If I were to criticize the book, it would be that it is too short. It's barely 200 pages and if you take out the blank chapter pages, the charts, the lists, and so on, it's really closer to 150 pages. Because the material is so current and topical, the method of "freakonomics" presented here would make a good format for a monthly magazine. My guess is that there will be many sequels.
465 internautes sur 548 ont trouvé ce commentaire utile 
1.0 étoiles sur 5 An uncritical book 10 janvier 2006
Par Lawrence Kwong - Publié sur Amazon.com
Format:Relié
The scientific fidelity of social science is a topic of heated contention in academics. Steven Levitt and Stephen Dubner have successfully brought this debate to the mainstream in the form of their joint book, Freakonomics. But do they make a strong case for validating statistical analyses of an infinitely complex human society?

As any statistician will tell you, one of the major pitfalls of their field is the confusion of correlation and causation. Just because X and Y have similar trends does not necessarily mean that X caused Y or that Y caused X. Numerous times throughout the book, Levitt and Dubner chastise various experts, pundits, and conventional wisdoms for failing to observe this basic tenet. Yet so tempting is this trap that the authors fall right in along with their targets.

Take, for example, the chapter on parenting. A full six paragraphs are devoted to warning about correlation versus causation, the caution of which is thrown immediately to the wind with a set of highly dubious stabs at the causes of various correlations regarding parenting. The data in question comes from Levitt's regression analysis of numerous factors which conventional wisdom believes may play some role in the academic outcome of children. So, for example, correlations were found between a child's test scores and the number of books the parents have in their house, but not how often the parents read to the child. So far, so good. The authors then conclude from similar datapoints that it is the nature of the parents' lives that influence a child's scores, not what the parents do. Granted, it has a certain logical appeal, but it amounts to no more than an educated guess. What's wrong with that? you may ask.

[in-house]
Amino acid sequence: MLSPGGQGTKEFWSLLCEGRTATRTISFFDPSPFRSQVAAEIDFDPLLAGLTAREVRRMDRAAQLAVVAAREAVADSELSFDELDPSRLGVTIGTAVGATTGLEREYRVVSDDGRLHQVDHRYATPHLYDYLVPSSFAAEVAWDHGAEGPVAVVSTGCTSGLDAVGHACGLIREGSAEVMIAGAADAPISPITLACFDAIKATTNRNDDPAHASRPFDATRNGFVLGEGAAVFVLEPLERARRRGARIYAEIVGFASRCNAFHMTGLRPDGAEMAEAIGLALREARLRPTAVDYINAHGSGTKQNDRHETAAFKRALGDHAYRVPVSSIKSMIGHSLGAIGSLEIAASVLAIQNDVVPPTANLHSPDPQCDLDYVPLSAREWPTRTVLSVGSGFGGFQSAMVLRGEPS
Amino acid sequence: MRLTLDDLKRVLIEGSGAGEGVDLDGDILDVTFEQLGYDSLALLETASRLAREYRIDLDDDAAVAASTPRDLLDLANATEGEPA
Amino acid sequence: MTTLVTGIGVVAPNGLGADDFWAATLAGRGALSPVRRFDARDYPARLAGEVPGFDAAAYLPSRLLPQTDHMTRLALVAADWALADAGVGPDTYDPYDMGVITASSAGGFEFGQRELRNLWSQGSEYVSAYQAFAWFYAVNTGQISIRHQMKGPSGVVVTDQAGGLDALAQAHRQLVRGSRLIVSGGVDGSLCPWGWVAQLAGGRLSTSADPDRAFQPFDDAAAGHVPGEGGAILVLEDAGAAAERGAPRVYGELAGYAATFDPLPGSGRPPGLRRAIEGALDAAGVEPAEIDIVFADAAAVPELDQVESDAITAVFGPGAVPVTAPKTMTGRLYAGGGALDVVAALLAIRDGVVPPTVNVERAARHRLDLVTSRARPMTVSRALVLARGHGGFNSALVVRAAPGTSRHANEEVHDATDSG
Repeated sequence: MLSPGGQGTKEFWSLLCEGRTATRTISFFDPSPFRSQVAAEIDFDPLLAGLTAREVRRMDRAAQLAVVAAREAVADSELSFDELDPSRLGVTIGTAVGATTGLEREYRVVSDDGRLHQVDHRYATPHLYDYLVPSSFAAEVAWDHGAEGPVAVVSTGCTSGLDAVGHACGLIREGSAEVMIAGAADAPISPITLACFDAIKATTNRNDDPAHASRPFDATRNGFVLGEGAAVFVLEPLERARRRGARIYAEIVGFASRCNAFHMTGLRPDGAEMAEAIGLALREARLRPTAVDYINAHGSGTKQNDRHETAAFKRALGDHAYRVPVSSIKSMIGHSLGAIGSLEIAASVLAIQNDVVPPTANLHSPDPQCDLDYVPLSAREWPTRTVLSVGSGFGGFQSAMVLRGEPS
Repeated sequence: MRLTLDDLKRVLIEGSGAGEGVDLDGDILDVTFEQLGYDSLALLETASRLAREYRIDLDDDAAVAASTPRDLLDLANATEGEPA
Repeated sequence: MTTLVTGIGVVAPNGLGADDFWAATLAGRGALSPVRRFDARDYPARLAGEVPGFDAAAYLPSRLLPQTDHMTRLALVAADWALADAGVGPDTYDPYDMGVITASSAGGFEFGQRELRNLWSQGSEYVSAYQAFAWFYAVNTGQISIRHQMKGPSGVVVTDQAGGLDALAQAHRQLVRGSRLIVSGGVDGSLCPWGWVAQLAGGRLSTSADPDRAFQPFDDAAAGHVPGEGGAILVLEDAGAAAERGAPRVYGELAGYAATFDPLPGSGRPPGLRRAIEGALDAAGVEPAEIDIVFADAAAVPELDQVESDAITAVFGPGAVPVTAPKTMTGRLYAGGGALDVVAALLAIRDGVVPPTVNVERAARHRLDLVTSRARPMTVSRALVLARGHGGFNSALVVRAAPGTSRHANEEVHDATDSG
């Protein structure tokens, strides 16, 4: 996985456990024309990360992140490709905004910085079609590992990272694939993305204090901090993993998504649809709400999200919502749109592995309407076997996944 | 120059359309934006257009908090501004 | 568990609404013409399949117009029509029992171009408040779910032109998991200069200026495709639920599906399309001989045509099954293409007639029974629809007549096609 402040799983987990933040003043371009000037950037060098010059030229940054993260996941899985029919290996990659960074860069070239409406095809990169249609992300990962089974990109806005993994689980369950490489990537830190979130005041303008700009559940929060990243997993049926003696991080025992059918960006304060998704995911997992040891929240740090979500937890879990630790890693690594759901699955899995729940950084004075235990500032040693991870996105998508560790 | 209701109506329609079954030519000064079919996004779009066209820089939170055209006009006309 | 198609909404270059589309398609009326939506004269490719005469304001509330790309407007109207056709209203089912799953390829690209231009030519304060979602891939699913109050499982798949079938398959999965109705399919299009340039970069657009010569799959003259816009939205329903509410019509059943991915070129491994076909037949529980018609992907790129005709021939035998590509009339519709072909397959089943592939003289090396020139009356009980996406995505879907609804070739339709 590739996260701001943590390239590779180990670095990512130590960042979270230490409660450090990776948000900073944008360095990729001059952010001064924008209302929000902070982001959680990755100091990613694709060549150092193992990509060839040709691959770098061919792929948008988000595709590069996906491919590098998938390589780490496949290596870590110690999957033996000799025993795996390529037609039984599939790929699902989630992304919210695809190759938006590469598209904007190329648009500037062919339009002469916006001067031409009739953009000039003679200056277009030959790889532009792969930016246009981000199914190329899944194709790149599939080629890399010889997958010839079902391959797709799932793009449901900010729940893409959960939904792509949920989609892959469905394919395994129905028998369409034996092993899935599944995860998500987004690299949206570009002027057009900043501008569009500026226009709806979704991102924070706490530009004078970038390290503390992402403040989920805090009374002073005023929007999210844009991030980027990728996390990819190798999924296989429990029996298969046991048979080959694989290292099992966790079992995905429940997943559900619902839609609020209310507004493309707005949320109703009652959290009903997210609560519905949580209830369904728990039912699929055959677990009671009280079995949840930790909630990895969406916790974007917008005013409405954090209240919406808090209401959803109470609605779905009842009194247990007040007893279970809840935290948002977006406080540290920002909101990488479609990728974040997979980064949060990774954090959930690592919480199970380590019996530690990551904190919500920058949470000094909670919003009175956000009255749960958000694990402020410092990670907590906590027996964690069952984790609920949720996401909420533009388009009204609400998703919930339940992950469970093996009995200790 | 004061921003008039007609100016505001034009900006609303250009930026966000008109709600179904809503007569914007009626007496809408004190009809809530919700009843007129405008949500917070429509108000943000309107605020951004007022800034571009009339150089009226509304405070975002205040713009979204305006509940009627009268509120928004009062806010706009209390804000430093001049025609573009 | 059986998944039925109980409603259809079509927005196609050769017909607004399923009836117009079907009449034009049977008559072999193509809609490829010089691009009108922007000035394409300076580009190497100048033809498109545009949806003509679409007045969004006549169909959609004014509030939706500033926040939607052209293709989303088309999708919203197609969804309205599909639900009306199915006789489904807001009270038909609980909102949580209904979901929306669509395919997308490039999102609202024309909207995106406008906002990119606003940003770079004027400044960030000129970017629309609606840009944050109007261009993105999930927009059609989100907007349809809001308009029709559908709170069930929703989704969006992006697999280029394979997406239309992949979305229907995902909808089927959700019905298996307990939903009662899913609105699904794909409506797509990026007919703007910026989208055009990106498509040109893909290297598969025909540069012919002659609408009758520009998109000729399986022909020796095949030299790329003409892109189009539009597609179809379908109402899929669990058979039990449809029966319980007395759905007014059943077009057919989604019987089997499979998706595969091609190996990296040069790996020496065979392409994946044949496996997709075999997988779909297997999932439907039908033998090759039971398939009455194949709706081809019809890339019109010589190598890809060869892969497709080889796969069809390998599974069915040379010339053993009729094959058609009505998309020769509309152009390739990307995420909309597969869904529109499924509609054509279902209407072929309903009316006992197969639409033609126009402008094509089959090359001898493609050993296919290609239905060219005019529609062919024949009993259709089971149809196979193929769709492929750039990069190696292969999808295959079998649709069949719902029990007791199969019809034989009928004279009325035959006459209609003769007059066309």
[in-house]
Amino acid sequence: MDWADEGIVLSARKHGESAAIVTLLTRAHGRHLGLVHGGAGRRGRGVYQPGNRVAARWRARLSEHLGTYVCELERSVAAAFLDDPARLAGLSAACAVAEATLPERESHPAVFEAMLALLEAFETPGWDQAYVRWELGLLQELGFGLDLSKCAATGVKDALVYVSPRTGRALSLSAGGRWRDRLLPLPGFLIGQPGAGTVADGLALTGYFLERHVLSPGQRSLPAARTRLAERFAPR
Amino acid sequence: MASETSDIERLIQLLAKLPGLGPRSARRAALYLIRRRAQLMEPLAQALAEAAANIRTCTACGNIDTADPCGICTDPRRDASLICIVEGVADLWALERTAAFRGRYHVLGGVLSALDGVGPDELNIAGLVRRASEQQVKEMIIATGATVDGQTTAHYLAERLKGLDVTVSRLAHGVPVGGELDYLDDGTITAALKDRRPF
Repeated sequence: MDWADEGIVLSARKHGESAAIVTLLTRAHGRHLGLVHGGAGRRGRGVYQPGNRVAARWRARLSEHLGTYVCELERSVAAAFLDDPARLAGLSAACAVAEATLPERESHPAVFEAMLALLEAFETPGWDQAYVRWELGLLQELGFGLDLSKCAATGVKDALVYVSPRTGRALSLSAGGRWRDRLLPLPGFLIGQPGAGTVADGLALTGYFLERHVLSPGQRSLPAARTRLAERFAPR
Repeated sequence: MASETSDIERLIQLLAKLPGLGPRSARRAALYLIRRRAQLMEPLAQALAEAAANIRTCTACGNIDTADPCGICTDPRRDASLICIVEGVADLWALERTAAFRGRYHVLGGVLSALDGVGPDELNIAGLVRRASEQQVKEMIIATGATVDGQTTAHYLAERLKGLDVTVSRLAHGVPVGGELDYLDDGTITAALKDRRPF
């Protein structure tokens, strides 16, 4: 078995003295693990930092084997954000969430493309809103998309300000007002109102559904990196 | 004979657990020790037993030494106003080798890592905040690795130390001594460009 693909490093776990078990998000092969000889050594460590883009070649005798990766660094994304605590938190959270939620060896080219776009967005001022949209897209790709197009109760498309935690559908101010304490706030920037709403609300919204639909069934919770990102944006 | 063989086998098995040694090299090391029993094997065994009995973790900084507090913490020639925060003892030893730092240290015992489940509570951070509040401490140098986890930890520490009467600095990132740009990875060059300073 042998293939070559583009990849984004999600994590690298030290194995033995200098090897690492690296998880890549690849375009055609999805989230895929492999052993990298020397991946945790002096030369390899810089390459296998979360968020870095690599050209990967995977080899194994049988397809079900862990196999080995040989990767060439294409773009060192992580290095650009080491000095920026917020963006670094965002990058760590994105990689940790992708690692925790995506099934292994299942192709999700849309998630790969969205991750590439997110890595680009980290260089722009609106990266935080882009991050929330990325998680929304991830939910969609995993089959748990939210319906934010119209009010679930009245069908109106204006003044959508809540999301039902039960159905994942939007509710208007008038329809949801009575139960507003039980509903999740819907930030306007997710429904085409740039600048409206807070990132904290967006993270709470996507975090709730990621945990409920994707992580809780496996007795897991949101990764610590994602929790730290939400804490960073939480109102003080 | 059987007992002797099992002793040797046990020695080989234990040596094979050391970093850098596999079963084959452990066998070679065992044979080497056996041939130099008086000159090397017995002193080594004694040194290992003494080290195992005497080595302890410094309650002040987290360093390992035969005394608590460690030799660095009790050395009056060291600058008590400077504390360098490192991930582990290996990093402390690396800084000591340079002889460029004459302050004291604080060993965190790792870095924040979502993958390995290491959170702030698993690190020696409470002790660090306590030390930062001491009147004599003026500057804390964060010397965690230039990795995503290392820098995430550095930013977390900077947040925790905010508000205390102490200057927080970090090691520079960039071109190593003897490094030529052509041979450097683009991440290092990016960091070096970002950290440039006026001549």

The problems with this example illustrate some of the major difficulties associated with social science. What you may notice about the correlations is that - by necessity - they lack a certain level of detail. What *kind* of books to the parents have? What kind do they read to their child? How often does a child actually pick up one of numerous books? These are questions for which there are few or no practical solutions. The reasons are manifold, including: the number of data points may never be enough (consider how many categories you may have to break predominating book types into: comic books, encyclopedias, TV trivia, etc.); you never know which test subject is lying, exaggerating, or remembering incorrectly; and you can never be sure that test scores are the right thing to measure.